Alright, there are daily reenactments. But what is the actual story of the Saluting Battery at the Upper Barrakka in Valletta?
If you were a dignitary visiting Malta in the not so distant past, a majestic gun salute greeted you as your ship entered the Grand Harbour. Can you imagine how awesome that must have been? Today you’d have to make do with the comparatively boring and impersonal greeting of the Malta International Airport, at best with a welcoming crowd waving little flags.
The Saluting Battery at the Upper Barrakka gardens actually began with an Ottoman siege on Fort St Angelo. During the Great Siege of 1565, the Valletta promontory was a settlement of the invasion, and their heavy bronze cannons relentlessly shot fire at Vittoriosa and Senglea from that vantage point across the water, directly facing the fort. It is largely responsible for the Knights' decision to build Valletta on that location, just after the departure of the Turks.
The rocky outcrop on which the Upper Barrakka and Saluting Battery now stand now offered a powerful defensive position. In those early days, the armament on the multi-tiered artillery platform consisted of heavy bronze guns that fired large spherical stone shots. The heavy guns enjoyed an unobstructed field of fire of some 270°, covering the entire length and breadth of the Grand Harbour as well as the higher land surrounding it.
While it was primarily intended for defence, the battery was also to be used for ceremonial artillery firings. Not only dignitaries and ships visiting the island, but also national and religious occasions were announced with gun salutes. They were also fired on the occasions of important naval and military events, sovereign death or succession and state funerals.
During the period of the Knights of St John, the Italian Langue that was also responsible for the Order’s fleet and the artillery also manned the Bastion of St Peter and St Paul. With its unrivalled views over the harbour, the Italian Post, as it became known, also became a popular social meeting point. Its popularity held into the British rule, which in 1824 transformed it into the public garden it is today.
The time ball service also began in 1824, to match that by the Royal Navy at Portsmouth, England. At the exact hour at midday, gunfire would enable ship-masters to calibrate their clocks, working also as maritime chronographs to counteract changes in latitude of ships travelling long distances. This went on uninterrupted for 100 years, when the telegraphic signal from the Greenwich Observatory took over in 1923.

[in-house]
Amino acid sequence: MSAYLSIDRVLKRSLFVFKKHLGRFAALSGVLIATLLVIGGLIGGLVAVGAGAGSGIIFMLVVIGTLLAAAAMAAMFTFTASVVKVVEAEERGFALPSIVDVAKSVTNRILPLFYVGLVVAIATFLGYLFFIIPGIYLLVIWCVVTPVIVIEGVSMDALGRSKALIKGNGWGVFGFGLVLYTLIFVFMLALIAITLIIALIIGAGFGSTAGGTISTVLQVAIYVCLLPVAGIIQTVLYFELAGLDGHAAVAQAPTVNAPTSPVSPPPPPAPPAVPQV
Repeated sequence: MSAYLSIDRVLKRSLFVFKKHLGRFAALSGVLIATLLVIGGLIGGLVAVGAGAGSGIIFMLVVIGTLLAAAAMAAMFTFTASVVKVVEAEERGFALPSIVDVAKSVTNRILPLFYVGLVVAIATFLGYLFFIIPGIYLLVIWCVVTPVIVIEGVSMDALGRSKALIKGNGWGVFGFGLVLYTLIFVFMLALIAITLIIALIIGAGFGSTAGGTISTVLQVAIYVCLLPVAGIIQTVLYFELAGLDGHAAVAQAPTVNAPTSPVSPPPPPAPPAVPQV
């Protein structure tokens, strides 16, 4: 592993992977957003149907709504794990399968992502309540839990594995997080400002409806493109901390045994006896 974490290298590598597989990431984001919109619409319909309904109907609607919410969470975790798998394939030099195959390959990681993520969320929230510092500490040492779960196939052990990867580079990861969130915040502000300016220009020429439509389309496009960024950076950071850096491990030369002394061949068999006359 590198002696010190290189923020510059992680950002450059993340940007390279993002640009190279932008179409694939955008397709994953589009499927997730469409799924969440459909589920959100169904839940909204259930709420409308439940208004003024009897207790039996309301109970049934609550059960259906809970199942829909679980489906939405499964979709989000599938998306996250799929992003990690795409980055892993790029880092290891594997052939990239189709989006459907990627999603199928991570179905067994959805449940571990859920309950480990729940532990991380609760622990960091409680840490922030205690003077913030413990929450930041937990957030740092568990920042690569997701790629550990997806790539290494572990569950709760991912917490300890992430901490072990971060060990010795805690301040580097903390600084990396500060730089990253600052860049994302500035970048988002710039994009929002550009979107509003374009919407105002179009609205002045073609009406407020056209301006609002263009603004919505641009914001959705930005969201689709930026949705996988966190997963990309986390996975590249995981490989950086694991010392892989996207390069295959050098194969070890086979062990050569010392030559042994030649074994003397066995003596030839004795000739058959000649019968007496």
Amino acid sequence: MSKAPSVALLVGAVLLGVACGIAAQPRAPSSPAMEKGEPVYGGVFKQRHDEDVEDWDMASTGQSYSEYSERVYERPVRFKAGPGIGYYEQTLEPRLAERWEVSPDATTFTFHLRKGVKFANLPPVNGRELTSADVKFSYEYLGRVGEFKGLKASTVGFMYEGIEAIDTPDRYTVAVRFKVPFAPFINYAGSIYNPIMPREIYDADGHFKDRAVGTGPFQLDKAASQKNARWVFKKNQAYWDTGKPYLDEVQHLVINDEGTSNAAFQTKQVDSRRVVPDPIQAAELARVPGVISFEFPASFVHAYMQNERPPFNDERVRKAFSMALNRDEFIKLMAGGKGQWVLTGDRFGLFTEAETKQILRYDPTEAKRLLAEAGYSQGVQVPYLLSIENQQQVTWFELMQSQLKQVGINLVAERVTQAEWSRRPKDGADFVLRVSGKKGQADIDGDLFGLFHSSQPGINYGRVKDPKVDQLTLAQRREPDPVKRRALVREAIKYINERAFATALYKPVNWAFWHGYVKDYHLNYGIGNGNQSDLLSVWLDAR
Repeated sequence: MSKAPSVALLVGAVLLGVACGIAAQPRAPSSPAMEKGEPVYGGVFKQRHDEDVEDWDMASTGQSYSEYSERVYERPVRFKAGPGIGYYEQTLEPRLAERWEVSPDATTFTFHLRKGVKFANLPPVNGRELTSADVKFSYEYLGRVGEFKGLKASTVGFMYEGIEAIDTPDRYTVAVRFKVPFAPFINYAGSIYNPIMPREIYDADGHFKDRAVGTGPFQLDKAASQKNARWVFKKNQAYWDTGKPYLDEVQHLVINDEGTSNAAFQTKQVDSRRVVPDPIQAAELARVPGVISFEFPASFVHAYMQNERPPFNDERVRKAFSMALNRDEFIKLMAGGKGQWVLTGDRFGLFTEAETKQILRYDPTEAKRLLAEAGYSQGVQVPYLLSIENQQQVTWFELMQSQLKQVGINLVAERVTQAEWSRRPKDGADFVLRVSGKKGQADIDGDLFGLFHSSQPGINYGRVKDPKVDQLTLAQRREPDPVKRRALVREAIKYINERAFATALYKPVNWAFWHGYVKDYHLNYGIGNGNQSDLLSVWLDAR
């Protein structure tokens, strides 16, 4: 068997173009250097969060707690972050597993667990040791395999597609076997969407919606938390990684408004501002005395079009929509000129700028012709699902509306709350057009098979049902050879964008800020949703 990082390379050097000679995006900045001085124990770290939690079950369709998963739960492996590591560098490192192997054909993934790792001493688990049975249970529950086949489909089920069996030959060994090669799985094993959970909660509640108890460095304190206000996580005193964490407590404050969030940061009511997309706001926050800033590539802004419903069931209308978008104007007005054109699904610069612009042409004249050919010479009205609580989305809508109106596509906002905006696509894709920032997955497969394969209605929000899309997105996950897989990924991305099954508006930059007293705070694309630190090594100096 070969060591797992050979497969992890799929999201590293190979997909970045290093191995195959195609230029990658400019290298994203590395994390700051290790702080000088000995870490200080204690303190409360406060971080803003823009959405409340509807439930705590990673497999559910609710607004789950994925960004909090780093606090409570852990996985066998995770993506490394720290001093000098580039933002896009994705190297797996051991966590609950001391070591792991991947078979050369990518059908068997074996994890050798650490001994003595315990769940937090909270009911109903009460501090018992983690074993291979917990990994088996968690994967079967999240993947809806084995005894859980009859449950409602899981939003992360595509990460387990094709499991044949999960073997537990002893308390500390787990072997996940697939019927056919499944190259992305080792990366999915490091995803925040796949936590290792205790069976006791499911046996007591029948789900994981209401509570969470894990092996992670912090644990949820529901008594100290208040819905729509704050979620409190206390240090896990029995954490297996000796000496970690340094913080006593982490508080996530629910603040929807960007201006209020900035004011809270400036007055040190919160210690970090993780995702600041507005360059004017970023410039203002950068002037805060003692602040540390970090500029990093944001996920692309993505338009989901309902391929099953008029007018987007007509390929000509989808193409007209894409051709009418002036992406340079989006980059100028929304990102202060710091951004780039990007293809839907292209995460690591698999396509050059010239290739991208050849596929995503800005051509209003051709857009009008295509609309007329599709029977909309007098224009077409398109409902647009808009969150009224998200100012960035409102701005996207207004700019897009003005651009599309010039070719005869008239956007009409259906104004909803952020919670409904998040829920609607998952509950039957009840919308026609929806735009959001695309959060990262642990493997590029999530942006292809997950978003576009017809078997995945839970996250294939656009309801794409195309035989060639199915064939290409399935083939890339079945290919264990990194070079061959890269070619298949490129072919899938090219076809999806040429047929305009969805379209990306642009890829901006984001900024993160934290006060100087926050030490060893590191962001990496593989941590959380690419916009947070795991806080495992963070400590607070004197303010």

It was only during WWI that there was a reduction in the Saluting Battery’s activities, in order to save gunpowder for better use. Following the war, Malta earned self-government. However, the British Military was not keen to give up the Upper Barrakka when the new Maltese civil government wanted to reduce the military presence, so it was shared.
When WWII broke out in 1939, the saluting guns were deployed along the coast. A 40mm Bofors anti-aircraft gun took their place, but alas, an air-raid caused serious damage to the Upper Barrakka on 24th December 1942, killing a soldier but leaving the gun intact. The battery was restored to its pre-war functions but permanently shut down in 1954, after almost four centuries of service, when its role was transferred to Abercrombie Bastion in Fort St Elmo.
Although the Upper Barrakka garden remained popular, the Saluting Battery became semi-derelict with time, until, that is, half a century later when Fondazzjoni Wirt Artna - the Malta Heritage Trust - with the financial support of the Malta Tourism Authority and the Bank of Valletta set about restoring the Saluting Battery.
Today, eight working replicas of 32-pdr Smooth-bore Breech Loading cannon are installed at this battery, and are back in action with gun fire at noon. Head up to the Upper Barrakka garden at midday daily to witness the awe-inspiring gun fire reenactment. Full-gun salutes at the Saluting Battery are fired at irregular intervals throughout the year.